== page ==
Why is it that all faiths have such reluctance? The problem is that there is no way to distinguish genuinely divine intervention from “fake” intervention, or even “evil” intervention. It is possible to show that there is no rational difference, for the sake of this argument, between “good” or “evil” intervention, so let us focus on the “good” and the “fake”. What incentive do we have to believe that the revelations given to Mohammed by the archangel Gabriel are indeed what they claim to be? What possible justification can we find for this? Why can it not be that Mohammed was an inspired and gifted individual, faced with seemingly daunting problems of Arabic tribes fruitlessly fighting each other, so that any improvement of the quality of life (let alone the accumulation of wealth or power in a select group…) was impossible to achieve? To take this a step further: how is it that some of these individuals ended up being proclaimed “prophets” and others as “lunatics”?

For the Jews there is no discussion about this. Jesus may be seen as a prophet both by the Jews and the Muslims, but certainly the Jews are not willing to accept that Mohammed was a prophet, and most certainly not that he was the last and definitive one, as the Muslims believe. Can this be because the Jews have no direct profit from the Muslim faith and the Arab’s have? But let us not bow to cheap arguments, but try to stay focussed on an impartial and sound investigation of the problem.

What incentive do we have to accept any claim for a divine source as genuine?

If we are willing to face this question with an open mind, not daunted by fear of corruption of our faith but instead sure that we will be enlightened if driven by honesty and good will, the answer will appear to be very simple indeed.

The answer is:

We have no incentive at all to accept any source as divine. Nor is this acceptance in any way a requirement for the propagation of “good”. There is no need for this incentive.

This is a deceptively simple statement, but one, we believe, with profound implications. It can pave the way for ecumenical dialogue between any of the world faiths, or in fact with any belief system that includes some state of divinity or spiritual aspects of reality. The fact is that these belief systems have, for the individual or group employing them, a tremendous power. This power is so immense, we believe, that it can topple the powers that be, that it can change the future in a fundamental way, that it can literally perform miracles. To underestimate this power is fatal, to deny its existence even more. What is needed, to enter the future with confidence, is the willingness to employ this power to the full, to accept the need for human beings to be filled with its “holy fire”, and forge it into a tool to unite mankind instead of divide it.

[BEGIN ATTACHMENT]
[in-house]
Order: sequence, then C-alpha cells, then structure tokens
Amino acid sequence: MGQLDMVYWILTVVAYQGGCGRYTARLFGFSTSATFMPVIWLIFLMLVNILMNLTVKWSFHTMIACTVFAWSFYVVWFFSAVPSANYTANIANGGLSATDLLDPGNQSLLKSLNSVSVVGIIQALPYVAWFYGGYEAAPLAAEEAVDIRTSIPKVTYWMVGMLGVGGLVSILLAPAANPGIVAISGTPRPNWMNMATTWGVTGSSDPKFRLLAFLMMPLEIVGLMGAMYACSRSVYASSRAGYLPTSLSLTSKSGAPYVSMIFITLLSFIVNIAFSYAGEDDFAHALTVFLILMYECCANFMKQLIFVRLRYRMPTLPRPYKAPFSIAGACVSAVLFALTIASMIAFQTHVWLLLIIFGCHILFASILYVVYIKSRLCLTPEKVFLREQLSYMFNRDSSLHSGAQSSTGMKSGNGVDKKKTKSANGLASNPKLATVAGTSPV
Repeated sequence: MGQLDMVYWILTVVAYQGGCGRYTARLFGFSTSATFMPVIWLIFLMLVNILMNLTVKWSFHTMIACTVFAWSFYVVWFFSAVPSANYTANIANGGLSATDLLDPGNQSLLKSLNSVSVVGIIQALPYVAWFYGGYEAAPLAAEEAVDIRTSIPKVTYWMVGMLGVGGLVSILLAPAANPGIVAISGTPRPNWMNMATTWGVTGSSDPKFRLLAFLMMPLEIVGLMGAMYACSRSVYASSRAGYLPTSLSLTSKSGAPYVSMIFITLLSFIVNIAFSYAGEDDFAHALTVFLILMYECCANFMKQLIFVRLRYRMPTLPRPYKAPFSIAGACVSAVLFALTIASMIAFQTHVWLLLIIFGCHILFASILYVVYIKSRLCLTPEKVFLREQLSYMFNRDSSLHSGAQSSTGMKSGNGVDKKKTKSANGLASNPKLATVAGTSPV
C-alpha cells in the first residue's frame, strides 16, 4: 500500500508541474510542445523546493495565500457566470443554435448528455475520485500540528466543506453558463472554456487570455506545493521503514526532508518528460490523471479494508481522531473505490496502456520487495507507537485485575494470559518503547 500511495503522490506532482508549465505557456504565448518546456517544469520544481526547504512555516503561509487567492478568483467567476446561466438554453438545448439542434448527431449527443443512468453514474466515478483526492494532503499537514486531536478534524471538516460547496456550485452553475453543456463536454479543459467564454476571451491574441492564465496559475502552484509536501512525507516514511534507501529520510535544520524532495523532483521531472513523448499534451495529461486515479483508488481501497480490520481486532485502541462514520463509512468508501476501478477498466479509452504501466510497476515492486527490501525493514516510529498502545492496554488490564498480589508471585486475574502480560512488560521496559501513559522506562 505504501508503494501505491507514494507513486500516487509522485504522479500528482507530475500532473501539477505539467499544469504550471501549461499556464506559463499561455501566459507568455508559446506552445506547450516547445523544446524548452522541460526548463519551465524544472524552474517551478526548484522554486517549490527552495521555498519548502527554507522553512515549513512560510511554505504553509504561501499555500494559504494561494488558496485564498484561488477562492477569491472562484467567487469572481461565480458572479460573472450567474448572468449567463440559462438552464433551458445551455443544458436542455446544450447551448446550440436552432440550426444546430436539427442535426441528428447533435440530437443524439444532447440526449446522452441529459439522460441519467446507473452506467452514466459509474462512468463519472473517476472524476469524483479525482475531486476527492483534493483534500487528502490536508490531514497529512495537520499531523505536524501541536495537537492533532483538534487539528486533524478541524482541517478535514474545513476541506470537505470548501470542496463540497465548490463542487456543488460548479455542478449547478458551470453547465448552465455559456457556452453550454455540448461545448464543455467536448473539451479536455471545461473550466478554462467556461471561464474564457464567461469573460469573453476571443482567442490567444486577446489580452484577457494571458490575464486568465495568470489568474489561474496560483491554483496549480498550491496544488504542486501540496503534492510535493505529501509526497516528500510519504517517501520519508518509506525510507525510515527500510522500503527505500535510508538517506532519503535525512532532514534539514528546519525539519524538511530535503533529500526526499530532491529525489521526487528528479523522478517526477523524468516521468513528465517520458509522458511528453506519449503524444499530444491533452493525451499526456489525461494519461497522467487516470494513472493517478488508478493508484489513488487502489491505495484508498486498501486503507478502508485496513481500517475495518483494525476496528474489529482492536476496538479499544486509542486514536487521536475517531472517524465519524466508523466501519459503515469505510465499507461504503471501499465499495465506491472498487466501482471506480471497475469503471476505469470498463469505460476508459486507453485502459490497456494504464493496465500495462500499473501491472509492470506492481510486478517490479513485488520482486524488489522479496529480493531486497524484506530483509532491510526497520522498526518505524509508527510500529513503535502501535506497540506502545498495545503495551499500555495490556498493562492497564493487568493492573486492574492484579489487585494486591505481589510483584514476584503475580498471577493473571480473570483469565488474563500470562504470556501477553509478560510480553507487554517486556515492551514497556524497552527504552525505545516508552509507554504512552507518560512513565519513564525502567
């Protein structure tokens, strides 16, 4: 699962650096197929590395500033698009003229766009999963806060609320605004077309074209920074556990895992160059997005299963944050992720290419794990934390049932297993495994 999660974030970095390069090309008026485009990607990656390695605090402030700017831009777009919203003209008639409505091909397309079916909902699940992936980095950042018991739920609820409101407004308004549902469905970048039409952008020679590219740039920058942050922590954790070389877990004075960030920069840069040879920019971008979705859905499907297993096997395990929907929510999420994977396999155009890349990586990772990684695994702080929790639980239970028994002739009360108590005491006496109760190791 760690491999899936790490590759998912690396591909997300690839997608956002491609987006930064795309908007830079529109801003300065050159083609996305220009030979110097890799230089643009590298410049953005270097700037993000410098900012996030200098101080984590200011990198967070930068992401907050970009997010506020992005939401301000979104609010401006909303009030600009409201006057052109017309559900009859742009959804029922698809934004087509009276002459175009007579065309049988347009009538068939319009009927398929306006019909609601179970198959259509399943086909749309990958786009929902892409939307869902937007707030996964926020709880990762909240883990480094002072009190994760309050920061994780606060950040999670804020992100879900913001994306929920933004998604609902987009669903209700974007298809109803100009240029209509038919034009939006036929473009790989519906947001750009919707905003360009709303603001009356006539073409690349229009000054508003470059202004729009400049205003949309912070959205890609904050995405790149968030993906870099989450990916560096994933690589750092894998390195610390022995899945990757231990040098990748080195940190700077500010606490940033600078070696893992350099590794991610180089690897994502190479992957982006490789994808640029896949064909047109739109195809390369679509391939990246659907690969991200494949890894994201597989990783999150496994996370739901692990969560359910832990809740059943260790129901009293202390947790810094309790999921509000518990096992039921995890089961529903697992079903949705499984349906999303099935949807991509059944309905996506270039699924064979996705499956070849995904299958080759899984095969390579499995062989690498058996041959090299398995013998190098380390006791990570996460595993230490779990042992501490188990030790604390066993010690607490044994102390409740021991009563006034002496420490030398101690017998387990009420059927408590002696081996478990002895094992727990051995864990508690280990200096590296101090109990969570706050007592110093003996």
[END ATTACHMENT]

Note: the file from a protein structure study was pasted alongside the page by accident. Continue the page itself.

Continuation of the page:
The conclusion formulated here does not mean to be a justification of some nihilistic belief system, in which any belief or statement can be incorporated because “it does not matter if it is true or not”. It only states that for any act to be classified as “good” there is no need for justification based on holy texts or any “blessing” by officially appointed religious authorities. Or, in other words, that the very existence of such justification does in no way guarantee that the belief or statement is “good”.


The method of reasoning I attempt to apply in this article is derived from General Semantics. There are various books that I would like to refer to if you are interested in this. The use of language is one of the subjects General Semantics tries to address.

Science and Sanity: An Introduction to Non-Aristotelian Systems and General Semantics (International Non-Aristotelian Library)

Using Language

Language in Thought and Action

Finally a book I considered to be a real find. In The Art of Memory British anthropologist Frances Yates re-discovered the ancient art of memory, which sheds a interesting light upon the role of mnemonics in the dispersion of religions and cultures. Please also read my article on The Importance of Metaphors. For some reason this commonly known technique has perished relatively recently, making us more and more dependent from devices (from the printed book to the computer) to aid our memory.